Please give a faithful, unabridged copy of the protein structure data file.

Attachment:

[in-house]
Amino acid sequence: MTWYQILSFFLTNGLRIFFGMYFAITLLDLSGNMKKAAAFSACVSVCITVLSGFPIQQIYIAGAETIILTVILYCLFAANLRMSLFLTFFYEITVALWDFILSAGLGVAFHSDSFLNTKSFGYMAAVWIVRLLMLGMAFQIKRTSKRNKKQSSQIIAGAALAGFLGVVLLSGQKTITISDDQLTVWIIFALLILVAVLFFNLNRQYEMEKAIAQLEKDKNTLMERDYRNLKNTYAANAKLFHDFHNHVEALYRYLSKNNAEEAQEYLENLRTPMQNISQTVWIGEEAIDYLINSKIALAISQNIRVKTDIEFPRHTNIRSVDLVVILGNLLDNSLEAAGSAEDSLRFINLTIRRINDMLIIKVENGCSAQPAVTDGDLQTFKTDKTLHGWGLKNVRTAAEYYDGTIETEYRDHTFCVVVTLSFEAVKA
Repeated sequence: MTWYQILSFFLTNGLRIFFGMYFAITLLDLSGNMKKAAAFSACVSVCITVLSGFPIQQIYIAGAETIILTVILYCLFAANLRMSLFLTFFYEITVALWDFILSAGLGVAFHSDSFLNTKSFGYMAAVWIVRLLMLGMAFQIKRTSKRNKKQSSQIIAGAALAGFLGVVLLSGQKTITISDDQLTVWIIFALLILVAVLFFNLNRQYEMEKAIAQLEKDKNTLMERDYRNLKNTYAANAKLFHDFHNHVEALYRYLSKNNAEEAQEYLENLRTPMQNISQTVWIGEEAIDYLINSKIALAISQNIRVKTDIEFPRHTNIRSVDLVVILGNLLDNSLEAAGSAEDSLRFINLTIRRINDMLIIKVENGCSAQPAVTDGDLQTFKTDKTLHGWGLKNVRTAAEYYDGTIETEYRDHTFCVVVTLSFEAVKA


[in-house]
Amino acid sequence: MTWYQILSFFLTNGLRIFFGMYFAITLLDLSGNMKKAAAFSACVSVCITVLSGFPIQQIYIAGAETIILTVILYCLFAANLRMSLFLTFFYEITVALWDFILSAGLGVAFHSDSFLNTKSFGYMAAVWIVRLLMLGMAFQIKRTSKRNKKQSSQIIAGAALAGFLGVVLLSGQKTITISDDQLTVWIIFALLILVAVLFFNLNRQYEMEKAIAQLEKDKNTLMERDYRNLKNTYAANAKLFHDFHNHVEALYRYLSKNNAEEAQEYLENLRTPMQNISQTVWIGEEAIDYLINSKIALAISQNIRVKTDIEFPRHTNIRSVDLVVILGNLLDNSLEAAGSAEDSLRFINLTIRRINDMLIIKVENGCSAQPAVTDGDLQTFKTDKTLHGWGLKNVRTAAEYYDGTIETEYRDHTFCVVVTLSFEAVKA
Repeated sequence: MTWYQILSFFLTNGLRIFFGMYFAITLLDLSGNMKKAAAFSACVSVCITVLSGFPIQQIYIAGAETIILTVILYCLFAANLRMSLFLTFFYEITVALWDFILSAGLGVAFHSDSFLNTKSFGYMAAVWIVRLLMLGMAFQIKRTSKRNKKQSSQIIAGAALAGFLGVVLLSGQKTITISDDQLTVWIIFALLILVAVLFFNLNRQYEMEKAIAQLEKDKNTLMERDYRNLKNTYAANAKLFHDFHNHVEALYRYLSKNNAEEAQEYLENLRTPMQNISQTVWIGEEAIDYLINSKIALAISQNIRVKTDIEFPRHTNIRSVDLVVILGNLLDNSLEAAGSAEDSLRFINLTIRRINDMLIIKVENGCSAQPAVTDGDLQTFKTDKTLHGWGLKNVRTAAEYYDGTIETEYRDHTFCVVVTLSFEAVKA